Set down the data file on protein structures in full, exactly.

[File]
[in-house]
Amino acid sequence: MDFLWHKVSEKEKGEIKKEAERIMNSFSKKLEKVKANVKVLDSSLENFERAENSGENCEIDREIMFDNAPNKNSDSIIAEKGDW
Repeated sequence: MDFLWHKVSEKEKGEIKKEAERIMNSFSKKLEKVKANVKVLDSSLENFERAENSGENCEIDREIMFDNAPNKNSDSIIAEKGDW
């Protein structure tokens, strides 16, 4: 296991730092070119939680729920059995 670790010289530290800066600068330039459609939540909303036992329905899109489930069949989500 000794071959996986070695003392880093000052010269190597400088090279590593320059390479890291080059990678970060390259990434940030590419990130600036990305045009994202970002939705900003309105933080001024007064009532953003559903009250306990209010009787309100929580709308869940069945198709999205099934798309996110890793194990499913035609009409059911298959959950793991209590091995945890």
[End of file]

[in-house]
Amino acid sequence: MDFLWHKVSEKEKGEIKKEAERIMNSFSKKLEKVKANVKVLDSSLENFERAENSGENCEIDREIMFDNAPNKNSDSIIAEKGDW
Repeated sequence: MDFLWHKVSEKEKGEIKKEAERIMNSFSKKLEKVKANVKVLDSSLENFERAENSGENCEIDREIMFDNAPNKNSDSIIAEKGDW
């Protein structure tokens, strides 16, 4: 296991730092070119939680729920059995 670790010289530290800066600068330039459609939540909303036992329905899109489930069949989500 000794071959996986070695003392880093000052010269190597400088090279590593320059390479890291080059990678970060390259990434940030590419990130600036990305045009994202970002939705900003309105933080001024007064009532953003559903009250306990209010009787309100929580709308869940069945198709999205099934798309996110890793194990499913035609009409059911298959959950793991209590091995945890």